With the passage of the ironically titled American Taxpayer Relief Act of 2012, Congress has avoided—at least temporarily—the severe spending cuts and tax increased required under the Budget Control Act of 2011. In addition, Congressmen loaded the bill will pork to award diverse special interests.
In the course of passing this legislation, Congress retained some of the Bush administration tax cuts. Some conservatives critics of the deal expressed relief that it preserved some of the Bush “legacy.” The fight over the tax cuts created the stalemate that delayed action until the eleventh hour. Although the Republicans tried to put the spotlight on the issue of taxes, the issue was really just a sideshow in our Congressional Carnival.
The Republicans should have conceded immediately the President's desire to let the tax cuts expire. Republicans subsequently should have demanded spending reductions. That way, Republicans avoid confirming the suspicion of many voters that they are for “The Rich.” More important, Republican can focus on the real issue.
Taxes are not the real issue. Its spending.
And how the Bush era tax cuts became such a sacred cow mystifies me. They were the residue of the undisciplined and fiscally irresponsible Bush administration, one of the worst in recent memory.
What was so bad about Bush?
He was a liberal.
He called himself a “compassionate conservative,” bringing a kinder, gentler, conservatism to American public life. Kinder and gentler than who? Well, Ronald Reagan. As George Will put it, Bush set out to “distinguish himself from Reagan by disparaging Reagan.”
While trying to enhance the success of the Republican Party, Bush threw out whatever inconvenient conservative principles
When he came into office, Bush inherited a budget surplus (depending, of course, on who counts and what is counted.) The United States government still carried a five billion dollar debt from borrowing during previous administrations. Instead of attempting to pay off the debt with surplus revenue, Bush introduced tax cuts that eventually amounted to about 1.5 billion dollars. We began running budget deficits.
In addition to cutting tax rates, Bush secured a tax rebate. He promoted this gimmick to stimulate the economy. One shot deals like this never work. Most recipients paid off existing personal debt (thereby exhibiting better sense about their own household budgets than Bush showed regarding the federal budget). Other simply put the money away for some future purchase.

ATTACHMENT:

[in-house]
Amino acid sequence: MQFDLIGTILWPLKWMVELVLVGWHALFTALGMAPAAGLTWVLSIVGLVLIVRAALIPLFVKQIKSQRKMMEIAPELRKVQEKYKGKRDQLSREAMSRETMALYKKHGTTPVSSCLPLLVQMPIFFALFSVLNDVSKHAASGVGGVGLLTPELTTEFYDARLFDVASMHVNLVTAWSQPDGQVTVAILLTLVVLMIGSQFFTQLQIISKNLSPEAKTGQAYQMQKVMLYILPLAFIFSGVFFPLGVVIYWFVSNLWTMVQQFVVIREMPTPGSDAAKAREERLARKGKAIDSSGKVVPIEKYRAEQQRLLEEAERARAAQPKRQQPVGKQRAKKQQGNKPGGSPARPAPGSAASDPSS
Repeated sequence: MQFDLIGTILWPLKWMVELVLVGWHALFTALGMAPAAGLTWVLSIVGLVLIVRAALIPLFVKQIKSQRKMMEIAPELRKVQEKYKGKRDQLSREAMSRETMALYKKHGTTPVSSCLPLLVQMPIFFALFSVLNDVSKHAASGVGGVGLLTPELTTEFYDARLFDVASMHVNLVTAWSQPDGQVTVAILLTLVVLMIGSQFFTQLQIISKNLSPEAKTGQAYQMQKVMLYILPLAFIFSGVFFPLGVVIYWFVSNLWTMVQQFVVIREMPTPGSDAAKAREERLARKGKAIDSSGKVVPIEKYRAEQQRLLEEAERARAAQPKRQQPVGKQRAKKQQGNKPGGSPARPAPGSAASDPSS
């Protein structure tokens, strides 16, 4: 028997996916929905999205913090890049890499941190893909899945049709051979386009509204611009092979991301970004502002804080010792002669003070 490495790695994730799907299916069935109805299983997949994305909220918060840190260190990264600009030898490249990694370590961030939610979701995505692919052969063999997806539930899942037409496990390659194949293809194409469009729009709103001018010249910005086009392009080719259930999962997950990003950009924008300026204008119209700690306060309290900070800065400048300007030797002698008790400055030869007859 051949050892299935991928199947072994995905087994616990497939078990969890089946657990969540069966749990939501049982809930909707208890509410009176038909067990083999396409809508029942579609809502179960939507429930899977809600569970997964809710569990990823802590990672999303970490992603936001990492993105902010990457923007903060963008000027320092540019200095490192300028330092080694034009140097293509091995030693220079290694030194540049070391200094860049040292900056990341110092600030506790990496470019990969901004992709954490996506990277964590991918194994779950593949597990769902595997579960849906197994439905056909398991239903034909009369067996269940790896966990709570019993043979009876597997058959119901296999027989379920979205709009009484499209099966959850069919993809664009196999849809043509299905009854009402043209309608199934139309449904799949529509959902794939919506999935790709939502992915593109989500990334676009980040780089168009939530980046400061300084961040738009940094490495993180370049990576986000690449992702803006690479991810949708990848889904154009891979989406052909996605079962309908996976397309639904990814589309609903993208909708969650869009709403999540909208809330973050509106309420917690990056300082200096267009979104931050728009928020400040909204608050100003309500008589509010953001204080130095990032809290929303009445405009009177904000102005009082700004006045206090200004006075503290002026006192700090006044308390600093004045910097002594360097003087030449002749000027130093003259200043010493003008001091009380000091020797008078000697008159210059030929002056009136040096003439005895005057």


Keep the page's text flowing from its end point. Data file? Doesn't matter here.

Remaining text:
The tax cuts, however, only tell part of the story.
Bush also created a host of tax credits and exemptions including doubling child credit, teacher supplies purchasing credits, health insurance account credits, educational account credits, and a host of others.
The spending side of the budget looks no better.
He increased domestic spending across the board and brought about a large expansion of the workforce of the federal bureaucracy.
The largest of these expenditures was the Medicare Prescription Drug Improvement and Modernization Act of 2003 that created the Medicare Part D prescription drug program. In an age in which reform of existing entitlements grows increasingly urgent, Bush saddled us with a new one. Not only did the program saddle future generations with unaffordable obligations, because of the way lawmakers wrote the legislation, billions of dollars in subsidies went to companies who already provided prescription drug coverage, including GM (4 billion), Verizon (1.3 billion), Bell South (572 million), American Airlines (415 million), and United Airlines (280 million).
Bush also bought into the “affordable housing” mantra of the Social Democrats:
He supported the role of Fannie Mae and Freddie Mac to support mortgage lending to those who cannot afford it. Bush's policies partly caused the housing bubble and subsequent crash that brought his administration to an ignominious end and swept the Democrats into power in the White house and in Congress.
His last acts of “compassionate conservatism” included the bailouts.
Republicans should not have been surprised that President Obama blamed Bush for the economic woes facing the country. Republicans should not have been surprised that he continued to run against Bush in 2012. And Republicans should not been surprised that this campaign theme resonated with voters.
Bush has become our Jimmy Carter.
There is a reason behind it.
Bush was, like Carter, simply one of the worst Presidents since the turn of the 20th century.